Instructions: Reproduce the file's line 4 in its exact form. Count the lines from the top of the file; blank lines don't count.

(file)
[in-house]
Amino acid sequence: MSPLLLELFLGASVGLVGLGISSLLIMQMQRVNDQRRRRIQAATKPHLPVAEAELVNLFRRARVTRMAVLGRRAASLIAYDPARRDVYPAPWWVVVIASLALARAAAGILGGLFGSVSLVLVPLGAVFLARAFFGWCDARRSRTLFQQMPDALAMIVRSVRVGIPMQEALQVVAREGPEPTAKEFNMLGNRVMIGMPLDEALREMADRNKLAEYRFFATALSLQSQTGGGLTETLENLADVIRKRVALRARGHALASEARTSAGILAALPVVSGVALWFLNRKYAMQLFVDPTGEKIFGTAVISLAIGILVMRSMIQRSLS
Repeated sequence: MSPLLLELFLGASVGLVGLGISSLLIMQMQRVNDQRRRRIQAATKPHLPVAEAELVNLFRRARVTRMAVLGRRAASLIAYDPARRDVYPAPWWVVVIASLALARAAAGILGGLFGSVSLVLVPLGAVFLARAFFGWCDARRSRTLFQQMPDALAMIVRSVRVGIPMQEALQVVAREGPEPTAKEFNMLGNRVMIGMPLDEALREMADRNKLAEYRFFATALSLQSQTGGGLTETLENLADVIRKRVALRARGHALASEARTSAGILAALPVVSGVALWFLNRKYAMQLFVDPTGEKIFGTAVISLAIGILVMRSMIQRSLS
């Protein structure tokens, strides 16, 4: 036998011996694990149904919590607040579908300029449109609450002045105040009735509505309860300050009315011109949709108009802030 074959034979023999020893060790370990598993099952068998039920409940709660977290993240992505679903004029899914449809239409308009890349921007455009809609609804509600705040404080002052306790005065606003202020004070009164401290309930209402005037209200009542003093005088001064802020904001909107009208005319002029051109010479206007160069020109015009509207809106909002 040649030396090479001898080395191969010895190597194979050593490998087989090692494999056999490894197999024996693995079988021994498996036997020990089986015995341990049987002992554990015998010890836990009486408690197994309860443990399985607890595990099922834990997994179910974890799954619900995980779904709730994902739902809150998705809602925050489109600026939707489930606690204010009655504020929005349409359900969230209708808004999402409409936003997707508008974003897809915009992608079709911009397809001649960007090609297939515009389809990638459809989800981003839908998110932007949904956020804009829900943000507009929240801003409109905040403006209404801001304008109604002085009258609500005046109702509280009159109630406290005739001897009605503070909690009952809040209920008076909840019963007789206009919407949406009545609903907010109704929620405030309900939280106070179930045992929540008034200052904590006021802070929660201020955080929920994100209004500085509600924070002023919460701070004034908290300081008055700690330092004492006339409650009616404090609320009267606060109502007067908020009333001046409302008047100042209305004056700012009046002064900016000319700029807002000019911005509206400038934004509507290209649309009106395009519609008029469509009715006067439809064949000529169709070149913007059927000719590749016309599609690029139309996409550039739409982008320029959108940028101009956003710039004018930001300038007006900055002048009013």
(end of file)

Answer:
């Protein structure tokens, strides 16, 4: 036998011996694990149904919590607040579908300029449109609450002045105040009735509505309860300050009315011109949709108009802030 074959034979023999020893060790370990598993099952068998039920409940709660977290993240992505679903004029899914449809239409308009890349921007455009809609609804509600705040404080002052306790005065606003202020004070009164401290309930209402005037209200009542003093005088001064802020904001909107009208005319002029051109010479206007160069020109015009509207809106909002 040649030396090479001898080395191969010895190597194979050593490998087989090692494999056999490894197999024996693995079988021994498996036997020990089986015995341990049987002992554990015998010890836990009486408690197994309860443990399985607890595990099922834990997994179910974890799954619900995980779904709730994902739902809150998705809602925050489109600026939707489930606690204010009655504020929005349409359900969230209708808004999402409409936003997707508008974003897809915009992608079709911009397809001649960007090609297939515009389809990638459809989800981003839908998110932007949904956020804009829900943000507009929240801003409109905040403006209404801001304008109604002085009258609500005046109702509280009159109630406290005739001897009605503070909690009952809040209920008076909840019963007789206009919407949406009545609903907010109704929620405030309900939280106070179930045992929540008034200052904590006021802070929660201020955080929920994100209004500085509600924070002023919460701070004034908290300081008055700690330092004492006339409650009616404090609320009267606060109502007067908020009333001046409302008047100042209305004056700012009046002064900016000319700029807002000019911005509206400038934004509507290209649309009106395009519609008029469509009715006067439809064949000529169709070149913007059927000719590749016309599609690029139309996409550039739409982008320029959108940028101009956003710039004018930001300038007006900055002048009013």